After seeing its fabulous Peter Alexander sculpture retrospective last Summer, Parrasch Heijnen Gallery is on my “must visit” gallery list. The current solo exhibition Julia Haft-Candell: The Infinite is an example of the virtuosity that this gallery maintains.
An exhibition comprised of new ceramic work, the show is divided into three neat sections beginning with a stunning take on the infinite. Alone in the first gallery and dramatically viewed from an elevated platform at the gallery’s entrance, one descends to approach Wall Infinity: Weave where spectacle meets reverence. What starts off as a reductive symbol slowly transforms into something more complex, stretching indeed toward the infinite. An assemblage of small porcelain plates forms the sign for infinity, but underglazed onto the symbol is a meandering weave pattern that neither begins nor finishes on the object. Infinity indeed.
Much of what the artist is attempting in this show is to create forms that assert ambiguity (a paradox in itself, really). The infinity symbol contains lines that come and go, it is assembled (impressively) as a series of separate small plates, roughly matching at each edge to continue the form. Avoiding that holy grail quest for perfection that slays so many reductive artists, Haft-Candell gives everything she makes a textured, handled touch.
In the second room, a larger space at Parrasch Heijnen, the artist presents two quite different bodies of work. On the North wall are twenty-four shelves containing a rather loopy array of black & white ceramic constructions. Each harkens to one of a few simple, primal shapes, imperfectly repeated here. An accompanying newsprint zine assembled by the artist goes through the litany of these forms and the details behind each of their glyph-like patterning. Each of these sculptures are masterpieces of the unresolved, functionless vessels with symbology and form merged on surface and in essence. One has to summon the poetic to deal with the absurd, and the rhythms of these undulating pieces inspire more than prose. Contrasting to the evidence of their all-too-human formation is the clean presentation from Parrasch Heijnen, installing individual precise trapezoidal shelves to accommodate the artist’s visionary impulses.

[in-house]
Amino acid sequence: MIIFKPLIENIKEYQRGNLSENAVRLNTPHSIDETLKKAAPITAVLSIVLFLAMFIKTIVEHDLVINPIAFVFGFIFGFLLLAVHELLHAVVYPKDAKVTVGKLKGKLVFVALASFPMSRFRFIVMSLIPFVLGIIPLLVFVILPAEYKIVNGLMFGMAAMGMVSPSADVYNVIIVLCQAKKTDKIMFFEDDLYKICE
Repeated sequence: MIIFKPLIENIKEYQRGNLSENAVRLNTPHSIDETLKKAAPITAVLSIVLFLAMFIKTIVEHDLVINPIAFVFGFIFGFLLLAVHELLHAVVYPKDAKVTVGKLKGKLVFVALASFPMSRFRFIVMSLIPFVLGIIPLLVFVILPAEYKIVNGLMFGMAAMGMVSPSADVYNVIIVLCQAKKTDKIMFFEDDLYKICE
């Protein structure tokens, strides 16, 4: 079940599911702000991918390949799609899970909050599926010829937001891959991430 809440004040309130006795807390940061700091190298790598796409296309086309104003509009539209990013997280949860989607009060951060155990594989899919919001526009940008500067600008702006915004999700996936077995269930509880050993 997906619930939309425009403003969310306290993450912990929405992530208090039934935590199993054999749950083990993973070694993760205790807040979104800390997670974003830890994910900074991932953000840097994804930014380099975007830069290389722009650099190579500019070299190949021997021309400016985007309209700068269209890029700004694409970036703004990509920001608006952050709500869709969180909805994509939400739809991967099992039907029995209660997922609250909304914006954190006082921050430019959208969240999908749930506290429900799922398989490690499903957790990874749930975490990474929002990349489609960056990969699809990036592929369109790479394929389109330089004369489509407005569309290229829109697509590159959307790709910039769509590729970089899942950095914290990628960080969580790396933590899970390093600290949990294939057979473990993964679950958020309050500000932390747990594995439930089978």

Part three of the exhibit features a large platform holding five sculptures each titled Weight. These mounds of clay sitting as primary forces have vague splashes of chroma in the otherwise black & white show. And yet the color simply neutralizes the earthen tones of the clay, a subtle delivery of the message of nuance which resonates throughout this show. An association of these works with Peter Voulkos is inevitable, while her twenty four works against the wall seem formal heirs to Ken Price. It is no accident then that Haft-Candell is showing with Parrasch Heijnen whose website lists the late Price and Voulkos as their gallery artists. Both of these giants have had well-received shows at the Los Angeles space despite it having been open less than two years.
Considering the presence of these two masters of the clay medium, Haft-Candell holds her own. In one modest exhibition she has a few major accomplishments: First, she establishes a wild pictographic language (applied with underglazing on black clay); she works to consistently make the enigmatic tangible in all her finished pieces, which finally makes even the reductive dichotomy of black & white into something more cryptic. Julia Haft-Candell is among the leading ceramic artists of her generation - this exhibit is the right art in the right place at the right time.
The show runs thru September 2.